UK’s CEDIK and KSBDC to offer services to Kentucky’s Promise Zone

  • By creekmoremarketing
  • 31 Jul, 2015


President Barack Obama has named eight counties in southeastern Kentucky as one of the first Promise Zones, a 10-year designation to focus resources and expertise on communities where, as he said during the announcement, “no matter how hard you work, your destiny feels like it’s already been determined for you before you took that first step.”

The  University of Kentucky College of Agriculture, Food and Environment , through its Community and Economic Development Initiative of Kentucky  and its Small Business Development Center will be among the implementation partners working with the project administrator,  Kentucky Highlands Investment Corporation , to help improve the economy, health and education in Bell, Clay, Harlan, Knox, Leslie, Letcher, Perry and Whitley counties. The counties were hard hit by the coal industry decline.

The partnership is the continuation of what has historically been a highly successful relationship.

“We’ve worked with Kentucky Highlands in the past on regional economic development initiatives,” said Alison Davis, CEDIK executive director. “Their CEO Jerry Ricketts and all their development staff are wonderful. They have tremendous passion for improving all the communities they serve.”

CEDIK staff will be focusing on several aspects of what everyone hopes will be a better future for southeastern Kentucky. Davis and UK Community and Leadership Development Professor Lori Garkovich will jump in almost immediately by leading government officials, small-business owners, nonprofit organizations and local citizens in the designated counties through strategic planning with a “bottom-up” approach.

“We really want to know what the communities hope to get from this opportunity; where they see the future, what types of resources and assets they think they have and how they can build on them,” Davis said.

She said they also plan to help implement a revised American Private Enterprise System in the zone’s school systems over the next five years. Led by the college’s Department of Agricultural Economics and Assistant Dean Quentin Tyler, director of the Office of Diversity, the program’s objectives are to increase students’ knowledge of domestic and global economies and prepare them for an active role in business. In addition, CEDIK will create youth civic engagement leadership programs in at least two counties.

The new leadership program, currently being piloted in Bath County, is designed to guide young people through the intricacies of local and state government and introduce them to the importance of entrepreneurship to their local economy. Another program goal is to create vibrant communities by promoting better health and community arts initiatives.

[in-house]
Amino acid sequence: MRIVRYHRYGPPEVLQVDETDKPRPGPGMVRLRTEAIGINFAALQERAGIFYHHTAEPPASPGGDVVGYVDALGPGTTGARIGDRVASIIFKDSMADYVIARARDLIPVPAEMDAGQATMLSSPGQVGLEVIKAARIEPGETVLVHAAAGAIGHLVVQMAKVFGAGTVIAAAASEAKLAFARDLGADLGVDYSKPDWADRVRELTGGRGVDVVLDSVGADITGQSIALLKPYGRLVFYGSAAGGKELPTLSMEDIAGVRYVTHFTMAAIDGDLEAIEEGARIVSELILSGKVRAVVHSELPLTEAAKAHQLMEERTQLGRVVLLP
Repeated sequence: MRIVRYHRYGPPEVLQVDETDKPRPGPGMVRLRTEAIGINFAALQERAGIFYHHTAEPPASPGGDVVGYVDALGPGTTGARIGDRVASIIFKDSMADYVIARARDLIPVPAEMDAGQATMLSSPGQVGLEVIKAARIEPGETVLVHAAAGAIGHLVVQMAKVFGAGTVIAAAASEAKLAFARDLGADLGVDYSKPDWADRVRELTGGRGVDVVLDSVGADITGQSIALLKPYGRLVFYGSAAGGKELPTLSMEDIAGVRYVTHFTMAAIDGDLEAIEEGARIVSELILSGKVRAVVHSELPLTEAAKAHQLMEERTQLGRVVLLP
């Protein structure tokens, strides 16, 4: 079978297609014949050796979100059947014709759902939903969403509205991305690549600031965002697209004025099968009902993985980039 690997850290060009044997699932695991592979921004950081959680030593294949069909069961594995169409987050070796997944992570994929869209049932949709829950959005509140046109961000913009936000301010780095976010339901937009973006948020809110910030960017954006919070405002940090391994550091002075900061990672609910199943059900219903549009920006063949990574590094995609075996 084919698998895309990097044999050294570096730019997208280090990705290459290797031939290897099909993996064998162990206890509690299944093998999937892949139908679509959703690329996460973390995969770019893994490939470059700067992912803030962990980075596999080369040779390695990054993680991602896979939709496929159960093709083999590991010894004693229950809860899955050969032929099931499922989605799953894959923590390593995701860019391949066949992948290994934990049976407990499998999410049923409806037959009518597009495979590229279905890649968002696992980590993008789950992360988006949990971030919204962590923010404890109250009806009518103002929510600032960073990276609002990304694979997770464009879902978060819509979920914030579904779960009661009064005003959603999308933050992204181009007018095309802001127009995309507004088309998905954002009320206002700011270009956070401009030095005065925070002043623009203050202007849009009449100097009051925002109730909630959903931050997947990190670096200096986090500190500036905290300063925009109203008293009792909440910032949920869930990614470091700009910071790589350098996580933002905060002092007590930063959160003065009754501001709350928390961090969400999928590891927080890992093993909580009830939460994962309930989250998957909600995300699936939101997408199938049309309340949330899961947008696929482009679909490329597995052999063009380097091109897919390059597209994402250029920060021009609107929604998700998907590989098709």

“By the end of the program, these kids will have a better understanding of their community, the opportunities as well as the obstacles,” Davis said. “We want the youth to help create a place where others would want to live and raise their children.”

In partnership with the Small Business Development Center, CEDIK will also be working with select firms in their early-growth phase on a program called Economic Gardening, which was designed by the Edward Lowe Foundation. The program provides intensive business counseling to a firm’s leaders that includes identifying and prioritizing business opportunities, refining a company’s core business strategies and using social media to connect with customers.

Finally, CEDIK staff will be continuing their efforts in the community health arena by working with the UK Center for Excellence in Rural Health to assist hospitals and health providers in implementing strategies that address the health needs in their communities.

“I believe this (the Promise Zones program) can make a difference if it is a bottom-up approach, where the communities themselves and the local leaders determine what’s best for their unique assets,” Davis said. “I think the emphasis on youth and the emphasis on a diversified economic portfolio will make a difference.”

The Obama administration named five of what will ultimately be 20 Promise Zones; the other four are in Philadelphia, Los Angeles, San Antonio and the Choctaw Nation of Oklahoma.

Alison Davis, 859-257-7260

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By Robbi Meisel 14 Jun, 2016

LEXINGTON, Ky. – In anticipation of the many business opportunities that could stem from the construction of a new federal prison in Roxana, the Kentucky Small Business Development Center, in partnership with Letcher County Fiscal Court, is sponsoring When Opportunity Knocks, a luncheon and resource fair from 11 a.m. to 1 p.m. EDT June 22 at the Pine Mountain Grill in Whitesburg.

During lunch, local business owners will share how they answered the knock of opportunity and found success. The event is free and seating is limited; preregistration is required. Reservations can be made online at .

At the event, organizers will discuss a three-part series of training events. Series topics will include general business and government contracting. The first event will take place 6 p.m. Tuesday, July 12 at the Whitesburg campus of Southeast Kentucky Community and Technical College. Training will also take place at 6 p.m. July 26 and August 9. Prior to each training event, a resource fair will begin at 4 p.m.